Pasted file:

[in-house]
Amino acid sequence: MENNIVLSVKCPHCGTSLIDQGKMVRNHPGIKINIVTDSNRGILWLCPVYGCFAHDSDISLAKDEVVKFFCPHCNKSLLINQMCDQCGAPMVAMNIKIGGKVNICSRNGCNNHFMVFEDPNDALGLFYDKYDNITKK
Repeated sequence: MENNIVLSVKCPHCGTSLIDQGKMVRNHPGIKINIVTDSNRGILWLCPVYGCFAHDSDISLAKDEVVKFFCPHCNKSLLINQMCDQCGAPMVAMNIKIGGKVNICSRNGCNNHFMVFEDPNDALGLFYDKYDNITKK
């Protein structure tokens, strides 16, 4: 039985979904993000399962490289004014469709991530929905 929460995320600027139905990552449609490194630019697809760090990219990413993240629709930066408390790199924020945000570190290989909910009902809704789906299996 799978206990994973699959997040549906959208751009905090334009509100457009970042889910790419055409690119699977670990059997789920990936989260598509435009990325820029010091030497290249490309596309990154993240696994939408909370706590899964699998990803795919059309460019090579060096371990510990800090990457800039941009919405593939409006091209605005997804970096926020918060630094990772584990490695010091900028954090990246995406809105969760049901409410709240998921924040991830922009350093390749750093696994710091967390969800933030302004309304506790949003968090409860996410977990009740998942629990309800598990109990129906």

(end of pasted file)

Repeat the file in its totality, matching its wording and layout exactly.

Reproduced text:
[in-house]
Amino acid sequence: MENNIVLSVKCPHCGTSLIDQGKMVRNHPGIKINIVTDSNRGILWLCPVYGCFAHDSDISLAKDEVVKFFCPHCNKSLLINQMCDQCGAPMVAMNIKIGGKVNICSRNGCNNHFMVFEDPNDALGLFYDKYDNITKK
Repeated sequence: MENNIVLSVKCPHCGTSLIDQGKMVRNHPGIKINIVTDSNRGILWLCPVYGCFAHDSDISLAKDEVVKFFCPHCNKSLLINQMCDQCGAPMVAMNIKIGGKVNICSRNGCNNHFMVFEDPNDALGLFYDKYDNITKK
């Protein structure tokens, strides 16, 4: 039985979904993000399962490289004014469709991530929905 929460995320600027139905990552449609490194630019697809760090990219990413993240629709930066408390790199924020945000570190290989909910009902809704789906299996 799978206990994973699959997040549906959208751009905090334009509100457009970042889910790419055409690119699977670990059997789920990936989260598509435009990325820029010091030497290249490309596309990154993240696994939408909370706590899964699998990803795919059309460019090579060096371990510990800090990457800039941009919405593939409006091209605005997804970096926020918060630094990772584990490695010091900028954090990246995406809105969760049901409410709240998921924040991830922009350093390749750093696994710091967390969800933030302004309304506790949003968090409860996410977990009740998942629990309800598990109990129906």